As you know, Korea created and used the world’s first metal type. Thinking that, we were deeply impressed to uncover and see the precious relic.
The excavated metal type is 1.36 centimeters wide, 1.3 centimeters long and 0.6 centimeters in thickness. It is much more sophisticated than the previous one and dates back at least one century earlier than the movable metal type that was used to publish the Gutenberg Bible in 1455.
Many more historical artifacts saw the light of day as a result of the inter-Korean joint excavation.
South and North Korea agreed to excavate a 33-thousand square-meter area on the west side of the palace site. So far, about 70 percent of the work has been completed. In the process, a huge number of remnants—about 20-thousand—have been unearthed. They include building sites from the Goryeo era, walkways, corridors and waterways.
In October 2015, some of the uncovered relics were displayed at an exhibition at the National Palace Museum of Korea in Seoul. Around that time, a similar exhibition was held in Gaeseong as well.
Mr. Ahn now talks about his future plans and hopes.
The next round of joint excavations will start next February. Manwoldae embodies the cultural and spiritual values of Goryeo people, who worked hard to build the magnificent palace. It is greatly significant that the two divided Koreas have collaborated to excavate the palace site of the unified kingdom of Goryeo.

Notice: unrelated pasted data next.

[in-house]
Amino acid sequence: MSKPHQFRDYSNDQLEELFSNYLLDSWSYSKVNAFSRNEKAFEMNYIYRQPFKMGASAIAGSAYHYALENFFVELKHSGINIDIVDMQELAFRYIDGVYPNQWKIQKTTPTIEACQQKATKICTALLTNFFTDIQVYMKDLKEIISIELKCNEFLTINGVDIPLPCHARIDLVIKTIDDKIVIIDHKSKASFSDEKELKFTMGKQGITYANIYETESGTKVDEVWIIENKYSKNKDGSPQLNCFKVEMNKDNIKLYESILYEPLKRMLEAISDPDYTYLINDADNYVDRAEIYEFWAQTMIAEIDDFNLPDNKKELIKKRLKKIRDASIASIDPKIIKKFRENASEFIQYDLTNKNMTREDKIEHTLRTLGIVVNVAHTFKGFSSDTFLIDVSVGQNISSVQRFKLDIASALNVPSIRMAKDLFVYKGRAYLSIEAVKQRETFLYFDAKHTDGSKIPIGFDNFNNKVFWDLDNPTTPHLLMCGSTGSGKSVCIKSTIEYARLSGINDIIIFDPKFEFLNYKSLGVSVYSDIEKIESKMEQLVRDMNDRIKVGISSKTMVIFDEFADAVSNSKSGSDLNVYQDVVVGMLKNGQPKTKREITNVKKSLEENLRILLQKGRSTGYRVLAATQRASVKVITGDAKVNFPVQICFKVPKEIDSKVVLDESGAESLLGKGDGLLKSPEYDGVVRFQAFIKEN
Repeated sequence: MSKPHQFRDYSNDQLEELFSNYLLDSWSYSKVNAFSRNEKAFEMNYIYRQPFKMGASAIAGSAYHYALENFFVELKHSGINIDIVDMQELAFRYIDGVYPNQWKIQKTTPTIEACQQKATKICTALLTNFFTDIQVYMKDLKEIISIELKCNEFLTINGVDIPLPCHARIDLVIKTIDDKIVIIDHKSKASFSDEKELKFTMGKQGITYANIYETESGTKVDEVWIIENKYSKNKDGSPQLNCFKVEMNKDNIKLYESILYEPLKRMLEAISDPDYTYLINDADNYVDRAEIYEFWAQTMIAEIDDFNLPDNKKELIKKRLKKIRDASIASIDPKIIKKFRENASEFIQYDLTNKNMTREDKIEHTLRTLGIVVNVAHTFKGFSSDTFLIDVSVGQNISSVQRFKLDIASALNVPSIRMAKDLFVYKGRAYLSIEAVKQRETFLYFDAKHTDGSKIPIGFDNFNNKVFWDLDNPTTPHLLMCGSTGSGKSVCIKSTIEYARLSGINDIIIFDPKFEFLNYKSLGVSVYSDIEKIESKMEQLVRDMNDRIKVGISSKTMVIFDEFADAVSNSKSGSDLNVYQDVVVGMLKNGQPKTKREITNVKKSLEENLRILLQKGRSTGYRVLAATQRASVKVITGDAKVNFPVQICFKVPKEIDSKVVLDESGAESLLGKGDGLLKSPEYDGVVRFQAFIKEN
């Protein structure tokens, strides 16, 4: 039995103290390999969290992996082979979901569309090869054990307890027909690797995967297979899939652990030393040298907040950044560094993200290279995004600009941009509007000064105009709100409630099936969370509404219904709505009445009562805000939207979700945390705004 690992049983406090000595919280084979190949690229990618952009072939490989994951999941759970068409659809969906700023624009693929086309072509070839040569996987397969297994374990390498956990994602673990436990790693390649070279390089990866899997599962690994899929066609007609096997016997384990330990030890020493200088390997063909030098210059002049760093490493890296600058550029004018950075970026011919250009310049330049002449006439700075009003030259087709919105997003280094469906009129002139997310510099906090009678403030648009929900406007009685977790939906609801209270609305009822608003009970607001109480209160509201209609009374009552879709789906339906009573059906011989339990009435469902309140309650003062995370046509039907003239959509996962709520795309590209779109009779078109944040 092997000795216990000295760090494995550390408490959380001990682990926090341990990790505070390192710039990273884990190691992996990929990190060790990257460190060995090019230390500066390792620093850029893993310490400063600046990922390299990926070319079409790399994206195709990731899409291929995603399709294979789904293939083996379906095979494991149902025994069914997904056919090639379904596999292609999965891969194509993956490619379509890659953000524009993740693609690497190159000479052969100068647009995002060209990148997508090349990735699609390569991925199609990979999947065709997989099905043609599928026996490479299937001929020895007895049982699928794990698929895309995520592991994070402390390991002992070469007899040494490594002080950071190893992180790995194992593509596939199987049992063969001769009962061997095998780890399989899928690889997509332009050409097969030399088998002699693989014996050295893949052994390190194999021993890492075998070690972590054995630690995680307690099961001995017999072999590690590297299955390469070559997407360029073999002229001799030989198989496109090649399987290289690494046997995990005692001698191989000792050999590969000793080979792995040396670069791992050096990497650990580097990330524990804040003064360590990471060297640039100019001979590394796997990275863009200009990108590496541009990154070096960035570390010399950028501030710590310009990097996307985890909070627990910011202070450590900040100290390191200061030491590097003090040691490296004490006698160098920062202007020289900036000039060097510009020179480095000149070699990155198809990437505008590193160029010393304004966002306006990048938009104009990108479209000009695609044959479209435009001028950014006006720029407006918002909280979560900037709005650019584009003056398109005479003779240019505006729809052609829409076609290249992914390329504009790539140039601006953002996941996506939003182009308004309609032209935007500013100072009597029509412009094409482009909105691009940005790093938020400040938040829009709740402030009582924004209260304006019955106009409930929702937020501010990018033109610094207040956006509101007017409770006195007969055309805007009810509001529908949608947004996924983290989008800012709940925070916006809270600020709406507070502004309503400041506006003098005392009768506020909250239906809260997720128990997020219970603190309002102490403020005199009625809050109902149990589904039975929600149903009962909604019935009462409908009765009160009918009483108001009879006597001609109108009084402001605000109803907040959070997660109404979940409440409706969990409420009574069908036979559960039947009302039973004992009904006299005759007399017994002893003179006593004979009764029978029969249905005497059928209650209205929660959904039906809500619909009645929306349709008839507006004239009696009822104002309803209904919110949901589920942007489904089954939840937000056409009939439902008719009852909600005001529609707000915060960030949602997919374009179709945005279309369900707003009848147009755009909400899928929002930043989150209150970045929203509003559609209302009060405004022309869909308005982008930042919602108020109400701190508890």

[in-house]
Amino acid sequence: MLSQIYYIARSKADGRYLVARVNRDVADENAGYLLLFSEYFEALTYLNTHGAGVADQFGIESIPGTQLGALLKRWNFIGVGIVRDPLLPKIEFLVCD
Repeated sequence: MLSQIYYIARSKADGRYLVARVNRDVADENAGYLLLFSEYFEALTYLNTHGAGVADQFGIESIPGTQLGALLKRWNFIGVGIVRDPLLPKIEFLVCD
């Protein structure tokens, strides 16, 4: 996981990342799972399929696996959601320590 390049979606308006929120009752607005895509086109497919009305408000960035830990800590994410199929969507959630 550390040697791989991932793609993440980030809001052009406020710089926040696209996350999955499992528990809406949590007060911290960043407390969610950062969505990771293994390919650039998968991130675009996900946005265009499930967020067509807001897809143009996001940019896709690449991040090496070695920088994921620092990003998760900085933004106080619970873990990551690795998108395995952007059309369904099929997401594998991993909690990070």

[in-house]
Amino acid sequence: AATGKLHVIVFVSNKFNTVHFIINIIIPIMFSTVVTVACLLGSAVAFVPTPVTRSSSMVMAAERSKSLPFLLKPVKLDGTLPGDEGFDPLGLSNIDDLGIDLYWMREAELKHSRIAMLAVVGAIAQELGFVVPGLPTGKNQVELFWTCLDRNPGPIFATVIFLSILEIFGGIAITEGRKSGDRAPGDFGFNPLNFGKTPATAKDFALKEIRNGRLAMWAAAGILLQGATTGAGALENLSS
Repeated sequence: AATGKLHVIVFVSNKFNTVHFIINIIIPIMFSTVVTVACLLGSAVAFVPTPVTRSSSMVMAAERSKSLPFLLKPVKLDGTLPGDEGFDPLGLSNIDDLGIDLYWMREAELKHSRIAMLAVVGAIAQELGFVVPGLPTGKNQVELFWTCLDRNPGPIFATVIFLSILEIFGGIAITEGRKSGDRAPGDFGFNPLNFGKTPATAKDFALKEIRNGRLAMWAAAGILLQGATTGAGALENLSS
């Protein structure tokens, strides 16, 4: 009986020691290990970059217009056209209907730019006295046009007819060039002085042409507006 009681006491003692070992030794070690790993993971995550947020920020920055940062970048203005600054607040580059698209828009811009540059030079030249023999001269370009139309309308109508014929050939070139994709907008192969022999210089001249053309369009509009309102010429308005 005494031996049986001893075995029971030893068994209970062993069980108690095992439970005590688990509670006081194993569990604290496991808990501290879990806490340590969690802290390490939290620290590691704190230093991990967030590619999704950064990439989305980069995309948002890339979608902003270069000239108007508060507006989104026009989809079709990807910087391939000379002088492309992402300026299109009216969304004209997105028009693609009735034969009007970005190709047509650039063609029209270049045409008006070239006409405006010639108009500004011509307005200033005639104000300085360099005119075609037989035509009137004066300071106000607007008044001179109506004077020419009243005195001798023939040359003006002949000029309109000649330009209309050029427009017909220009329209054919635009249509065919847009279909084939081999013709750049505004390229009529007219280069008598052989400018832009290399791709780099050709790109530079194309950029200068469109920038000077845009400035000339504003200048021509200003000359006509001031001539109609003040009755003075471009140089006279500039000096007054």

There are many more areas that the two Koreas can work on together, other than the Manwoldae excavation project. Through the projects like this, I hope Koreans will realize that they have, in fact, walked the same path together for a long time and should also go together in the future.
It’s been 73 years since the division of the Korean Peninsula, but the two Koreas have taken steps toward bilateral dialogue and cooperation. Those steps are believed to have contributed to this year’s diplomatic thaw in bilateral relations. And both Koreas will continue to move toward unification, demonstrating that history can be made by those who have dreams.
This is the last edition of “Moments towards Unification,” the second part of the program. From next year, we’ll present you with a new corner.